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Security helps protect customer data from unauthorized access and from malicious or accidental changes. It also allows administrators to install apps with confidence, letting users enjoy the benefits of apps without worry.
Security has two key parts:
Authentication and authorization methods differ depending on whether you are building an Atlassian Connect app or another type of integration.
These methods are summarized below.
Atlassian Connect apps use JWT (JSON Web Tokens) for authentication. This technology is built into the supported Atlassian Connect libraries. If you use the client frameworks, most security operations are handled for you. Otherwise, you will need to construct and manage JWT tokens yourself. See Understanding JWT for Connect apps.
Atlassian Connect apps can use two types of authorization:
This method relies on two types of authorization:
You define scopes in the app descriptor to specify the maximum set of actions that an app may perform: read, write, etc. This security level is enforced by Atlassian Connect and cannot be bypassed by app implementations. To learn more, read our page on scopes.
The set of actions that an app is capable of performing is the intersection of the statically defined scopes and the permissions of the user assigned to the request. This means that requests can be rejected because the assigned user lacks the required permissions. Therefore, your app should always defensively detect HTTP 403 forbidden responses from the product.
Every app is assigned its own app user in a Cloud instance. In general, server-to-server requests are made by the app user. Client-side requests are made as the current user in the browser session, and are supported via the method.
To learn more, read Security for Connect apps.
If the app needs to act on behalf of the user, you can make server-to-server requests using OAuth 2.0 user impersonation (see next section).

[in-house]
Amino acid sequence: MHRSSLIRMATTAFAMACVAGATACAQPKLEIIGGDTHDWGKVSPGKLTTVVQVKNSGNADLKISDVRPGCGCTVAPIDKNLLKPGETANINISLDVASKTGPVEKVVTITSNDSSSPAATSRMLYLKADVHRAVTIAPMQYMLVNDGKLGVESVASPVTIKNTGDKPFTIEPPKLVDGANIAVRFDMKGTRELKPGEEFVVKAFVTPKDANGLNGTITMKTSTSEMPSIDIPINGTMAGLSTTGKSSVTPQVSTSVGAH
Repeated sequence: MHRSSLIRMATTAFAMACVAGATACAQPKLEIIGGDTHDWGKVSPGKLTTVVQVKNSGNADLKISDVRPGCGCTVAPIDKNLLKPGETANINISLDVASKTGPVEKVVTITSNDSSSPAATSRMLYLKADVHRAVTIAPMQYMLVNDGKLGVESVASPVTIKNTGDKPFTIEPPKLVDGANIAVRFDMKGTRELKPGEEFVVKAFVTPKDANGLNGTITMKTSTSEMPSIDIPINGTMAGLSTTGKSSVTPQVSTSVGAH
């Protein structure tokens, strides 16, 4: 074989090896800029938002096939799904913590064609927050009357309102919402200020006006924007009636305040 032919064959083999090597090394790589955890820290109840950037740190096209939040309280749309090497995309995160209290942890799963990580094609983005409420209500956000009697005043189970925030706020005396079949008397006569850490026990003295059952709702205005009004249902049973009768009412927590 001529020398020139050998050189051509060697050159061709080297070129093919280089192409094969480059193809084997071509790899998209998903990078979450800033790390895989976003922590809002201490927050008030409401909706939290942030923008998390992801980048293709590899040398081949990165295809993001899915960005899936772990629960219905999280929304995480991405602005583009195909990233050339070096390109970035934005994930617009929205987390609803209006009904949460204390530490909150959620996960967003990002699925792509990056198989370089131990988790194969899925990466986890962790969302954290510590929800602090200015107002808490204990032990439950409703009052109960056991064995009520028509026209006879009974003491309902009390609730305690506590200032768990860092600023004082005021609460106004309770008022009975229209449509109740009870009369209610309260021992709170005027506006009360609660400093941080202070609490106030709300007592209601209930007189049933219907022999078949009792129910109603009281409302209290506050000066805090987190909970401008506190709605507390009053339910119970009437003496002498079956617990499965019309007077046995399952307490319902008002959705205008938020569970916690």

Connect apps cannot access private personal data by using OAuth 2.0 JWT or .
User impersonation allows your integration to access Atlassian APIs on a user's behalf. This is provided via the JWT Bearer token authorization grant type for OAuth 2.0, which is also known as two-legged OAuth with impersonation (2LOi). At a high level, this method works by the app exchanging a JWT for an OAuth 2.0 access token (provided by the application). The access token can be used to make server-to-server calls, on behalf of the user, to the application's API.
To learn more, read User impersonation for Connect apps.
Connect is not the only solution for integrating with Atlassian products. External applications or services, scripts, or even bots, can access Atlassian APIs directly. We recommend using OAuth 2.0 authorization code grants (3LO) for these types of integrations, although authentication with an API token is available for writing scripts or making REST API calls manually.
OAuth 2.0 authorization code grants, also known as three-legged OAuth, is a token-based method for authentication and authorization. This method allows your integration to access Atlassian APIs on a user's behalf. Unlike two-legged OAuth, three-legged OAuth involves the end user in the authorization process by asking them to consent to access to their data.
Authenticated access is provided by an access token that is used to make calls to the API. OAuth 2.0 authorization code grants require an app created in the developer console. This app provides the authentication credentials that are used to get an access token for the desired API.
Authorization for OAuth 2.0 authorization code grants is implemented via scopes. Scopes statically specify the maximum set of actions that an app may perform (see scopes). Note, OAuth 2.0 authorization code-only scopes are different to Connect scopes.
To learn more, read OAuth 2.0 (3LO) for apps.
Basic authentication uses an API token to authenticate the client. The token is generated from a user's Atlassian Account, encoded, then added to the header for requests to the API.
Authorization for basic authentication is based on the permissions of the user you used to generate the API token. For example, if you are using basic authentication, your user must have the Admin permission for a space in order to call (Update space).
We recommend that you don't use basic authentication. It may be easier to implement, but it is much less secure. Consider using OAuth 2.0 authorization code grants (3LO) instead.
To learn more, read Basic auth for REST APIs.
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